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Bovine colostrum supplementation and upper respiratory symptoms during exercise training: a systematic review and meta-analysis of randomised controlled trials

Overview of attention for article published in BMC Sports Science, Medicine and Rehabilitation, July 2016
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About this Attention Score

  • In the top 25% of all research outputs scored by Altmetric
  • Among the highest-scoring outputs from this source (#49 of 247)
  • High Attention Score compared to outputs of the same age (89th percentile)
  • High Attention Score compared to outputs of the same age and source (83rd percentile)

Mentioned by

news
1 news outlet
twitter
7 tweeters
facebook
2 Facebook pages
video
1 video uploader

Citations

dimensions_citation
21 Dimensions

Readers on

mendeley
43 Mendeley
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Title
Bovine colostrum supplementation and upper respiratory symptoms during exercise training: a systematic review and meta-analysis of randomised controlled trials
Published in
BMC Sports Science, Medicine and Rehabilitation, July 2016
DOI 10.1186/s13102-016-0047-8
Pubmed ID
Authors

Arwel W. Jones, Daniel S. March, Ffion Curtis, Christopher Bridle

Abstract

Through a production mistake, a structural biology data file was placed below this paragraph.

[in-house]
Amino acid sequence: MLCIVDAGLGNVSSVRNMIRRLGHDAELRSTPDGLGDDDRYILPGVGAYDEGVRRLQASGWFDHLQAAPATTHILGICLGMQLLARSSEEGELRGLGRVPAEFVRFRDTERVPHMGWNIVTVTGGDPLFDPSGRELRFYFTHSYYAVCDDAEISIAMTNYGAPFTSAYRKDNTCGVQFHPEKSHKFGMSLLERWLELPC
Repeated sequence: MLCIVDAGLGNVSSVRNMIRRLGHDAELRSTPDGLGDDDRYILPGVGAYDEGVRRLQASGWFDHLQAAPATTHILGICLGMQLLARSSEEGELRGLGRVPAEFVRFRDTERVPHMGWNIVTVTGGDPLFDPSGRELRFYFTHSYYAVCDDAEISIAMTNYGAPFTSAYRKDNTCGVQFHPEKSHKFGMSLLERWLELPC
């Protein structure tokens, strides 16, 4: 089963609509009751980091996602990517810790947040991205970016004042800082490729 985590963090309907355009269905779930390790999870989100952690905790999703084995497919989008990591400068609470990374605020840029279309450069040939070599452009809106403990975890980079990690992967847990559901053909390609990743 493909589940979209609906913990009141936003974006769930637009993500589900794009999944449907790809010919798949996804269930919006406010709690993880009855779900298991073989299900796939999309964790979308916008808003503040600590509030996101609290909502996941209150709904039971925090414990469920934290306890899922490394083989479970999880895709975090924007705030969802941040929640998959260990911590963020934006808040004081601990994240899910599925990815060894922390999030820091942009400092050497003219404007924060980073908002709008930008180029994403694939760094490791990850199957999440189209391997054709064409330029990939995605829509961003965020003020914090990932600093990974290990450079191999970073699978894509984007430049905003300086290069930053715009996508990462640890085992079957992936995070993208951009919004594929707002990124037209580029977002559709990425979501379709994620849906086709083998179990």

Bovine colostrum is proposed as a nutritional countermeasure to the risk of upper respiratory symptoms (URS) during exercise training. The aim of this systematic review and meta-analysis was to estimate the size of the effect of bovine colostrum supplementation on URS. Databases (CDSR, CENTRAL, Cinahl, ClinicalTrials.gov, Current Controlled Trials, DARE, EMBASE, Medline, PROSPERO and Web of Science) of published, unpublished and ongoing studies were searched for randomised controlled trials of healthy adults (≥18 years), evaluating the effect of oral bovine colostrum supplementation compared to a concurrent control group on URS. Five trials (152 participants) met the inclusion criteria, all of which involved individuals involved in regular exercise training. Over an 8-12 week follow-up period, bovine colostrum supplementation when compared to placebo significantly reduced the incidence rate of URS days (rate ratio 0.56, 95 % confidence intervals 0.43 to 0.72, P value < 0.001) and URS episodes (0.62, 0.40 to 0.99, P value = 0.04) by 44 and 38 % respectively. There were limited data and considerable variation in results of included studies for duration of URS episodes hence a meta-analysis of this outcome was deemed inappropriate. The risk of bias assessment in this review was hindered by poor reporting practices of included studies. Due to incomplete reporting of study methods, four of the five studies were judged to have a moderate or high risk of overall bias. Our findings must be interpreted in relation to quantity and quality of the available evidence. The present systematic review and meta-analysis provides evidence that bovine colostrum supplementation may be effective in preventing the incidence of URS days and episodes in adults engaged in exercise training. The fact that the majority of included studies did not report significant effects on URS outcomes mitigates concerns about publication bias. The point estimates of the random-effects meta-analyses are greater than the smallest clinically important difference, but the low precision of the individual study estimates means the evidence presented in this review needs to be followed up with an appropriately designed and adequately powered, randomised control trial. Protocol was registered (CRD42015014925) on the International Prospective Register of Systematic Reviews (http://www.crd.york.ac.uk/PROSPERO/).